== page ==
Rural Iran May Shift Loyalty: Some Residents See President Losing Their Support
Sunday, June 7, 2009
DAST-E ARZHAN, Iran -- Container trucks race past the yellow-brick houses of Dast-e Arzhan, a small town in Iran's central Fars province, the heartland of ancient Persian culture.
Little more than a strip of houses along the highway, the town is like many in Iran's provinces, drab and frozen in time. Unemployed young men drive around aimlessly on sputtering mopeds, and litter lines the sides of the road. A green sign next to the highway points visitors toward the local mosque.
In the 2005 election, President Mahmoud Ahmadinejad received a large part of his support from Fars and the other central provinces. His victory was achieved through a word-of-mouth campaign led by members of Iran's Revolutionary Guard Corps and voluntary paramilitary units known as baseej, who promoted the then-unknown candidate to farmers and laborers in towns such as Dast-e Arzhan.
In the years since, Ahmadinejad has focused policies based on spreading the wealth on these backwater regions, which he has visited regularly during his term. But despite the widely held view that his support remains strong in rural areas, many of Dast-e Arzhan's 3,000 residents say they plan to vote for his main opponent, Mir Hossein Mousavi, in Friday's election. They say that Ahmadinejad has not lived up to his promises and that they are worse off since he came to power.
At a collection of restaurants and stands that serves as the main gathering point here, posters of the gray-bearded Mousavi hang everywhere. The former prime minister and architect has promised more freedoms and better management of Iran's ailing economy, but he has not revealed a clear plan for achieving his goals.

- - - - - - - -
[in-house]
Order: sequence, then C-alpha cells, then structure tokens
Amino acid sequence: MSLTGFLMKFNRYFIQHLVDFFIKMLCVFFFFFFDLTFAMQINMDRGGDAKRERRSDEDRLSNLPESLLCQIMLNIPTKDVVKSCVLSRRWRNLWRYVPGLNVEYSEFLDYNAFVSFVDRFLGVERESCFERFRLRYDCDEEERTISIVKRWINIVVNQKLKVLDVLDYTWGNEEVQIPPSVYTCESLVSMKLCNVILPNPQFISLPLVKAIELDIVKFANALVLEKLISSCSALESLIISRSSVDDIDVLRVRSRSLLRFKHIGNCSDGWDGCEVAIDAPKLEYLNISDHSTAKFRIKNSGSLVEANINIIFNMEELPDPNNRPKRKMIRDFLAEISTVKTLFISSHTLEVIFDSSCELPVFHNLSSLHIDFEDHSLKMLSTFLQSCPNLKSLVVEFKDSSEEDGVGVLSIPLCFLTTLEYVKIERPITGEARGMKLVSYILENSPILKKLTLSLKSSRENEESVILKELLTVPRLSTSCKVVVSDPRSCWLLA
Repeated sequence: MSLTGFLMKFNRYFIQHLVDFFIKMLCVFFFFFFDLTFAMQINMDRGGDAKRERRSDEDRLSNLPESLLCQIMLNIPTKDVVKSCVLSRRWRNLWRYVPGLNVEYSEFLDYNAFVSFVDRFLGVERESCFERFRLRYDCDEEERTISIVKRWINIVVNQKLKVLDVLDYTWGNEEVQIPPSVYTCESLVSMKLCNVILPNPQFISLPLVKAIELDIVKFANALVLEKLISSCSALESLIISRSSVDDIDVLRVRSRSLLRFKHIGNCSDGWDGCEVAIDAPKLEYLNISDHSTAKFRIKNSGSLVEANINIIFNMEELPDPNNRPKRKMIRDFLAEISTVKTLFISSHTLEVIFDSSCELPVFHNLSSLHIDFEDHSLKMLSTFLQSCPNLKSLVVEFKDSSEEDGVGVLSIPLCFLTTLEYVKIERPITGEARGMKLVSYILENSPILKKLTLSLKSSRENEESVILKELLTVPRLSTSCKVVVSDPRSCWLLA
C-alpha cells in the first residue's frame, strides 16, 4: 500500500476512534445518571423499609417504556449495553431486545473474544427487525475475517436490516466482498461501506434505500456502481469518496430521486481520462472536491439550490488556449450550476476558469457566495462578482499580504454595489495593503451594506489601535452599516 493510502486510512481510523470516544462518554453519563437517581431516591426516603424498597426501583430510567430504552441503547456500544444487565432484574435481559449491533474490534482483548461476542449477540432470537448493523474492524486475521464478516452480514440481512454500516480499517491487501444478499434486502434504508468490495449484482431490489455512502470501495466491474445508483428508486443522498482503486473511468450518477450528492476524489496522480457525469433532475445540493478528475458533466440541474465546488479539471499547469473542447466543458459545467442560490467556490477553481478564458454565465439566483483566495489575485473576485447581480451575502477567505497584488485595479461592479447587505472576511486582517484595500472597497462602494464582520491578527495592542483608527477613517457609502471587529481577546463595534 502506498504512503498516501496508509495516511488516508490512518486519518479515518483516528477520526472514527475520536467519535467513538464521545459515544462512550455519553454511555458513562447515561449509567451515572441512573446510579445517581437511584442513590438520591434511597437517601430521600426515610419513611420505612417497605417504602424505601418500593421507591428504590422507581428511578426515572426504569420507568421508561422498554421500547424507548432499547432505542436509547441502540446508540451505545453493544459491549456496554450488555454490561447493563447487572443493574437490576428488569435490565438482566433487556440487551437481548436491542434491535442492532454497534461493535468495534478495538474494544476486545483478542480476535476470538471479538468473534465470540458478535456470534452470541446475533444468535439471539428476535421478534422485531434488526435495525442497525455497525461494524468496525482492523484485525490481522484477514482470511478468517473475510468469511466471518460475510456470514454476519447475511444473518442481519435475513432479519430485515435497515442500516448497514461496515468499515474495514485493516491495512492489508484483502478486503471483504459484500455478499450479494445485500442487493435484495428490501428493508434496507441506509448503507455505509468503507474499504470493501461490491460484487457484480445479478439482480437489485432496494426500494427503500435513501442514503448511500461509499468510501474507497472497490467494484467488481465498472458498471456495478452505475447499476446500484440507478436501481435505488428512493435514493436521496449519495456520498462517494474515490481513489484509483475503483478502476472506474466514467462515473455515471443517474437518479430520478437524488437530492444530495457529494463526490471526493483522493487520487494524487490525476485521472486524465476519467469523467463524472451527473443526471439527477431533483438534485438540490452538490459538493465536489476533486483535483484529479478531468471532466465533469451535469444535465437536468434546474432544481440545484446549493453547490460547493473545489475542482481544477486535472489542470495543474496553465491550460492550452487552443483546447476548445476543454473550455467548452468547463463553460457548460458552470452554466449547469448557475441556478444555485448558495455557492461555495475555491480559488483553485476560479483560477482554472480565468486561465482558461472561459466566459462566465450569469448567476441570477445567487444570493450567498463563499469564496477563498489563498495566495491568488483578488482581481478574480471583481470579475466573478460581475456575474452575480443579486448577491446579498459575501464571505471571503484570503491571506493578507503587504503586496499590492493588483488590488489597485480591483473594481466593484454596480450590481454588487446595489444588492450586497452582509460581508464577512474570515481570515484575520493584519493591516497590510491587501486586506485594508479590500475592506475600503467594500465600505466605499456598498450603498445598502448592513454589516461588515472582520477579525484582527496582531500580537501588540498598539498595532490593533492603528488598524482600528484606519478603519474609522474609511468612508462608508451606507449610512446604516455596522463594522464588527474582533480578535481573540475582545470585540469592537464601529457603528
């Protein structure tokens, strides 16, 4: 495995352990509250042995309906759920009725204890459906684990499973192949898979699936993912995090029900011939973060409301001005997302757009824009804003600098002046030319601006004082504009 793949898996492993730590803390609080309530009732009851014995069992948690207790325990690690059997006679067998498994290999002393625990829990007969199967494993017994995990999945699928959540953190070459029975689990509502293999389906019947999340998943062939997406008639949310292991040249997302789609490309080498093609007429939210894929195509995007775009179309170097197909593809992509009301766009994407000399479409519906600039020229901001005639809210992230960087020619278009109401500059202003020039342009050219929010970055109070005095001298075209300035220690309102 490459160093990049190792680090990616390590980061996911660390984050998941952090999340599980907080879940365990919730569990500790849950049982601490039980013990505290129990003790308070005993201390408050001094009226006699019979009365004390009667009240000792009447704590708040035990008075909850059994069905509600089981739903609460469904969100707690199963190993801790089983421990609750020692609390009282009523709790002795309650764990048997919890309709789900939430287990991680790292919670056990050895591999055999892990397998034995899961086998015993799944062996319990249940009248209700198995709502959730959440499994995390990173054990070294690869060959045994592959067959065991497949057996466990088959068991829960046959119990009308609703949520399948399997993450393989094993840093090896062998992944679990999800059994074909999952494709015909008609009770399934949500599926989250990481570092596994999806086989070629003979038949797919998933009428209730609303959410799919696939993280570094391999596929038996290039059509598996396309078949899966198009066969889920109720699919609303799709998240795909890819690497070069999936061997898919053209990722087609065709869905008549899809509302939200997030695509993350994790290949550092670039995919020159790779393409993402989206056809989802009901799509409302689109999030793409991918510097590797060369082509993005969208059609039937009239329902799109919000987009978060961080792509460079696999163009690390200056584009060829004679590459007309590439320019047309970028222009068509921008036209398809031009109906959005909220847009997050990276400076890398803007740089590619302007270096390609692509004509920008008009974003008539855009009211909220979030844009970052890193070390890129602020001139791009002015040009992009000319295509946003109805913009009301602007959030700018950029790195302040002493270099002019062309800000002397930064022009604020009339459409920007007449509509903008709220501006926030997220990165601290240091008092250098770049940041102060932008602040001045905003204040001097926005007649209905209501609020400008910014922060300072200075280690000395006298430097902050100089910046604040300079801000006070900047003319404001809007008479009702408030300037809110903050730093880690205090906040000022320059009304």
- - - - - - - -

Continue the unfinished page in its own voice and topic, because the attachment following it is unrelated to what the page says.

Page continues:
"My boss brought 1,500 Mousavi posters, and in four days we handed them all out," said Samad Raeesi, a restaurant manager. "People came to us to ask for them. I am sure that Mousavi will win big here."
Ahmadinejad's government has increased wages and pensions, and has put more than 22 million Iranians in a government-sponsored health-care system. He has taken his entire cabinet on 60 trips, visiting each of Iran's provinces, addressing local problems, initiating the building of schools and sports complexes, and sometimes even handing out cash.
But inflation and unemployment have gone up, canceling out many of the improvements.
Raeesi said that he voted for Ahmadinejad, and that it was a mistake. In the restaurant's courtyard, only a few customers sat on platforms, decorated with pillows and red Persian carpets, and ate kebabs.
"People have less money to spend. Mousavi will cure the economy, because he has experience from leading the country during the war with Iraq," Raeesi said.
If Ahmadinejad wins the election, the future looks bleak, Raeesi said. "His decisions are unprofessional. Everything, our freedoms, the economy, will become much, much worse," he said.
Store owner Hadi Bahadri, 20, surrounded by posters of Iranian stars, including rapper Sasi Mankan, said, "Mousavi will make our lives more free.